Synthetic T4 is an appropriate medication in some cases, no question. My experience has been that thyroid problems have been inadequately worked up and so the appropriate diagnosis cannot be made. Without an accurate diagnosis, the correct treatment cannot be instituted. Without correct treatment you will probably never feel normal.

HOW TO FIX THE THYROID:

  1. Obtain a FULL thyroid evaluation based on a thorough history and physical exam. Again, we have to get all of the appropriate labs.
  2. Give medications based on the exact thyroid problem: T4 only, combination T4/T3 medications (Armour, Nature-throid), T3 only (Cytomel, short-acting T3, Compounded long-acting T3).
  3. Improve overall health using the ‘Healthy Trinity’ approach.
  4. Eat a gluten-free diet to minimize any chances of autoimmune thyroid problems.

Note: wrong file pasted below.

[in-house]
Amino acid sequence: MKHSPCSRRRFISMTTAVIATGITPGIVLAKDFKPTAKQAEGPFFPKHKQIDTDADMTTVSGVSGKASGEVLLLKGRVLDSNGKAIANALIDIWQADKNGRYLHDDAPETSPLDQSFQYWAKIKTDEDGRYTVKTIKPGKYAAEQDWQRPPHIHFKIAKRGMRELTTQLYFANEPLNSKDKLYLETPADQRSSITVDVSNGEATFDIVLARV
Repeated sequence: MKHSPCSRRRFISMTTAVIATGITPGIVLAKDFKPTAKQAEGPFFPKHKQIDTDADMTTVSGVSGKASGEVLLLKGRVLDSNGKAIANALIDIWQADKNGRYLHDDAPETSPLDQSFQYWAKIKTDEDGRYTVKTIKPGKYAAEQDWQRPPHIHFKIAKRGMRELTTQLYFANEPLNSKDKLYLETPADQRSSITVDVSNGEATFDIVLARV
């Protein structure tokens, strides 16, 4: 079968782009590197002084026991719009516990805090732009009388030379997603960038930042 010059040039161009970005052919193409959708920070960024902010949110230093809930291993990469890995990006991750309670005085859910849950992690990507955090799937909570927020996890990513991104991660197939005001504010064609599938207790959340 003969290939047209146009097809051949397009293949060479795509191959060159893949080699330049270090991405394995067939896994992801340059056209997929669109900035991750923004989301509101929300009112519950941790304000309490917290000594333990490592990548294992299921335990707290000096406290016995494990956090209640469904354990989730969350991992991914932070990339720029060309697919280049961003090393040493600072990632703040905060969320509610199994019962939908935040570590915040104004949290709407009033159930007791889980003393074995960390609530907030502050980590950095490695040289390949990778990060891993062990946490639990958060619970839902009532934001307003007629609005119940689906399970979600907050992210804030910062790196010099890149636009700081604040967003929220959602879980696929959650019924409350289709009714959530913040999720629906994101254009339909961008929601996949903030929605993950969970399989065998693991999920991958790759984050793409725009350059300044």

5. Rule-out adrenal dysfunction with an Adrenal Stress Index.
  6. Ensure adequate amounts of Sleep, Recovery from your exercise, and Reduce stress.

I hope this information helps you to understand the issues with the thyroid gland and HOW it can malfunction as well as appropriate treatment to improve your overall health.

References:

  1. http://www.altsupportthyroid.org/t3/t3medrefs2.php
  2. http://en.wikipedia.org/wiki/Thyroid_hormone
  3. http://en.wikipedia.org/wiki/Hypothalamic%E2%80%93pituitary%E2%80%93thyroid_axis
  4. http://www.lowcarbfriends.com/bbs/thyroid/657835-things-inhibit-t4-t3-conversion-some-useful-thyroid-tips.html
  5. http://www.stopthethyroidmadness.com/
  6. http://www.thyroidbook.com/
  7. http://www.apothecarytulsa.com/thyroid_hormones.asp
  8. http://www.ncbi.nlm.nih.gov/pubmed/11929079?dopt=Abstract
  9. http://www.ncbi.nlm.nih.gov/pubmed/9971866?dopt=Abstract
  10. https://academic.oup.com/jcem/article/98/9/3584/2833082